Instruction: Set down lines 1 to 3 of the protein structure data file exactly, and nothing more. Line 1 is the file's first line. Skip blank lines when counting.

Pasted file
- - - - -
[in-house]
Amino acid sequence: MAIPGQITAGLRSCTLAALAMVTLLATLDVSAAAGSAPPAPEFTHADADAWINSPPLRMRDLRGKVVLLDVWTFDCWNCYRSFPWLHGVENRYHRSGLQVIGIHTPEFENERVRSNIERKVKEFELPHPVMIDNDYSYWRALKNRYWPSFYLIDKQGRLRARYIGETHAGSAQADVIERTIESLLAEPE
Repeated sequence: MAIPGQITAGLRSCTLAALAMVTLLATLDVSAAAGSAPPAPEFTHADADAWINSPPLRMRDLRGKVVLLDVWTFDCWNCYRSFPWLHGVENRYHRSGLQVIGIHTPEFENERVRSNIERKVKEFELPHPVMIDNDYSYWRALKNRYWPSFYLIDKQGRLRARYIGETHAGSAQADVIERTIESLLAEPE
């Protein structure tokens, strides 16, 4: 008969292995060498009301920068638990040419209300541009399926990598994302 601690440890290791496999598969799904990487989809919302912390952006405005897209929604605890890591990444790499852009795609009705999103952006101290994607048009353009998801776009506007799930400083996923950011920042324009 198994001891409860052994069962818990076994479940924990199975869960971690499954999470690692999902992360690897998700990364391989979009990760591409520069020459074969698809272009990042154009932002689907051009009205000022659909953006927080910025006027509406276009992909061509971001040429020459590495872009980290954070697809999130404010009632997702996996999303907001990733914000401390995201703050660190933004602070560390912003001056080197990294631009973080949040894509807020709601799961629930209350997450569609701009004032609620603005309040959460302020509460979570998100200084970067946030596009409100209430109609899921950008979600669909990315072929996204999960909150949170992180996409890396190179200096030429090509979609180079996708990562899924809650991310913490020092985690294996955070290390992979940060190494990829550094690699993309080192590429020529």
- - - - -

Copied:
[in-house]
Amino acid sequence: MAIPGQITAGLRSCTLAALAMVTLLATLDVSAAAGSAPPAPEFTHADADAWINSPPLRMRDLRGKVVLLDVWTFDCWNCYRSFPWLHGVENRYHRSGLQVIGIHTPEFENERVRSNIERKVKEFELPHPVMIDNDYSYWRALKNRYWPSFYLIDKQGRLRARYIGETHAGSAQADVIERTIESLLAEPE
Repeated sequence: MAIPGQITAGLRSCTLAALAMVTLLATLDVSAAAGSAPPAPEFTHADADAWINSPPLRMRDLRGKVVLLDVWTFDCWNCYRSFPWLHGVENRYHRSGLQVIGIHTPEFENERVRSNIERKVKEFELPHPVMIDNDYSYWRALKNRYWPSFYLIDKQGRLRARYIGETHAGSAQADVIERTIESLLAEPE